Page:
To make sure, I registered with a friend Jerilyn James Lee, who runs a fantastic site about the contribution of black troops to the victory of the Union in the Late Troubles. I asked her if Ebenezer had a special meaning. She wrote to me:

Undoubtedly. Its historical significance extends far beyond Atlanta. Ebenezer is “holy ground” in all black communities, regardless of denomination. To be called Ebenezer’s pastor is more than an honor; he is the gatekeeper of one of the most significant spaces in US history and civil rights.

Senator Warnock therefore occupies a very prestigious chair.

What is the problem?

I spoke with Fran Brown, managing partner of CapinCrouse, a national CPA firm specializing in faith-based organizations. Fran and I were partners together at CCR LLP, a regional firm that was acquired by a national firm not quite the Big Four. i see from this video that CapinCrouse is more his type of firm. You can catch Fran at about 0:30 saying, “It’s about the Kingdom of God.”

In any case, Brown did not think that a $90,000 housing allowance for the pastor of a large, prestigious congregation was anything special. He also confirmed that there is no limit on the percentage of compensation that can be awarded as housing benefit. As noted in s 107(2), the allowance exclusion is limited to the rental value of the house.

Republicans lead on ‘tax dodging’

The issue was sparked by concerns over Senator Warnock’s adherence to the rules regarding outside salaries. However, both the NRSC and Goodman’s article refer to the exemption as “tax avoidance.” And that’s just wrong.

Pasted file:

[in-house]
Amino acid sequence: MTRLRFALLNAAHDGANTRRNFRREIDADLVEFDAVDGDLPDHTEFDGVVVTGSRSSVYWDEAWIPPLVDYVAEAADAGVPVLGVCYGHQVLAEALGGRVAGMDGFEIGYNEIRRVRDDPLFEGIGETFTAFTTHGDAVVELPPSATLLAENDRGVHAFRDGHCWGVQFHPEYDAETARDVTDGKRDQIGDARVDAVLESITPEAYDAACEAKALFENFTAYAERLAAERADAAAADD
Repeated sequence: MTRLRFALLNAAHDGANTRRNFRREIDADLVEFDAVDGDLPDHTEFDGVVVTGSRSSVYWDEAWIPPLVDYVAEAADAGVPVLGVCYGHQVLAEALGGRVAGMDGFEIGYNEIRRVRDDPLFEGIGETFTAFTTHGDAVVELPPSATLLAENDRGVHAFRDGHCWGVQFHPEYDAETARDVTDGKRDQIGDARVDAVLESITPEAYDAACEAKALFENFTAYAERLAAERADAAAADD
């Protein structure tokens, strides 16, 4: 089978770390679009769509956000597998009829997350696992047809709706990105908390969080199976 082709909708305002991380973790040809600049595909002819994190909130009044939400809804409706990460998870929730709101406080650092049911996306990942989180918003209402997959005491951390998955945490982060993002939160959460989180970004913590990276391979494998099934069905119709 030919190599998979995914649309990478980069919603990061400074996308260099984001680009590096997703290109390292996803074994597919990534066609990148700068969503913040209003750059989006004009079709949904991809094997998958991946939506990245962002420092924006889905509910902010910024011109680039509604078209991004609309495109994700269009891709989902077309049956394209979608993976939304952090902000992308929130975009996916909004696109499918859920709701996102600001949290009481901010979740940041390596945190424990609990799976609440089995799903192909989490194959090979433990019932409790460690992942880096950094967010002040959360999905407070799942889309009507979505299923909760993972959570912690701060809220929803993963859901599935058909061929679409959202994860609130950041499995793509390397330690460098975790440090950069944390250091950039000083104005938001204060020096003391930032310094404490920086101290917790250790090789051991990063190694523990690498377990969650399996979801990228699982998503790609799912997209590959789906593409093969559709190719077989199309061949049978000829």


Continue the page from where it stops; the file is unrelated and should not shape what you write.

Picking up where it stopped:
Rayleigh’s first law of tax planningIt is what it is. Struggle with him,” he said. I happen to think that the parsonage exemption is terrible tax policy and probably actually harmful to religion. However, I remember looking into the minister’s return, calling him and suggesting that he ask his congregation to assign more of their compensation as housing benefit The anthem of my generation of tax collectors is a quote from the Learned Hand:

“Time and time again, the courts have said that there is nothing wrong with arranging your affairs in such a way that taxes are as low as possible. All do so, rich or poor; and all do right, for no one is bound to pay more than the law requires: taxes are forced exactions, not voluntary contributions. Demanding more in the name of morality is a simple right.”

Do all tax advisors think this way? Well, according to my unscientific poll, 98% yes.

Professor Adam Chodorow of the Sandra Day O’Connor College of Law at Arizona State University wrote a friendly court in support of the Foundation for Freedom from Religion in the Seventh Circuit case. It is clear that he is not a supporter of the exclusion of the parsonage. However, he finds Senator Warnock’s criticism absurd, saying in an email:

“This is not a case where someone is stretching the law or finding a dubious loophole. Punishing Warnock for receiving a tax-free allowance would be the equivalent of criticizing him for buying tax-exempt bonds or paying capital gains tax. It is not hypocritical to advocate for a tax increase while taking full advantage of the existing provisions of the code.”

Other coverage

Natalie Allison and Burgess Everett have Republicans are trying a pocket game to smear Warnock on Politics.

Paul Streckfus picked up the Politico story EO Tax Journal. He said:

“As has been pointed out in these pages, Section 107 Parish Relief is a huge advantage for relevant ministers, especially those on high incomes and high housing costs, but is very unfair to the rest of us, especially where apply to all who are associated with the church. as a minister. In Warnock’s case, section 107 limits the housing benefit exclusion to the lower of the actual housing costs or the fair rental value. Any relief in excess of this is not subject to Article 107.’

For in-depth information, check out mine Collection of church state taxes with an emphasis on the problem of pastoral care.